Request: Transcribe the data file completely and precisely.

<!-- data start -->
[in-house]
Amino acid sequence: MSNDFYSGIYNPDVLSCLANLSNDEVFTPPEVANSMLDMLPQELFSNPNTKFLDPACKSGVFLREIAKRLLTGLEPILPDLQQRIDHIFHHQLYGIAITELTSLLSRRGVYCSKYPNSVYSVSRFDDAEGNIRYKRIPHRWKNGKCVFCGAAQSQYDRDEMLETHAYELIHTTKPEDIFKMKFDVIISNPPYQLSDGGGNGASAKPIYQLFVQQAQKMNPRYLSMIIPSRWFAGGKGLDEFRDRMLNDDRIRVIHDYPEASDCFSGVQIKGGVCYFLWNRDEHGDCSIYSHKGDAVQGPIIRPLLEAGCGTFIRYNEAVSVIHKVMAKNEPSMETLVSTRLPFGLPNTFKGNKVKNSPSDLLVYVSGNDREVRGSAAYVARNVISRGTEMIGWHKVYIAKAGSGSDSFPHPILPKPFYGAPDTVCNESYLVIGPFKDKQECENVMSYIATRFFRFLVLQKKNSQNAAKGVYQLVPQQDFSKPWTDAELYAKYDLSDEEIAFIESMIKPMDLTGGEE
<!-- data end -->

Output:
[in-house]
Amino acid sequence: MSNDFYSGIYNPDVLSCLANLSNDEVFTPPEVANSMLDMLPQELFSNPNTKFLDPACKSGVFLREIAKRLLTGLEPILPDLQQRIDHIFHHQLYGIAITELTSLLSRRGVYCSKYPNSVYSVSRFDDAEGNIRYKRIPHRWKNGKCVFCGAAQSQYDRDEMLETHAYELIHTTKPEDIFKMKFDVIISNPPYQLSDGGGNGASAKPIYQLFVQQAQKMNPRYLSMIIPSRWFAGGKGLDEFRDRMLNDDRIRVIHDYPEASDCFSGVQIKGGVCYFLWNRDEHGDCSIYSHKGDAVQGPIIRPLLEAGCGTFIRYNEAVSVIHKVMAKNEPSMETLVSTRLPFGLPNTFKGNKVKNSPSDLLVYVSGNDREVRGSAAYVARNVISRGTEMIGWHKVYIAKAGSGSDSFPHPILPKPFYGAPDTVCNESYLVIGPFKDKQECENVMSYIATRFFRFLVLQKKNSQNAAKGVYQLVPQQDFSKPWTDAELYAKYDLSDEEIAFIESMIKPMDLTGGEE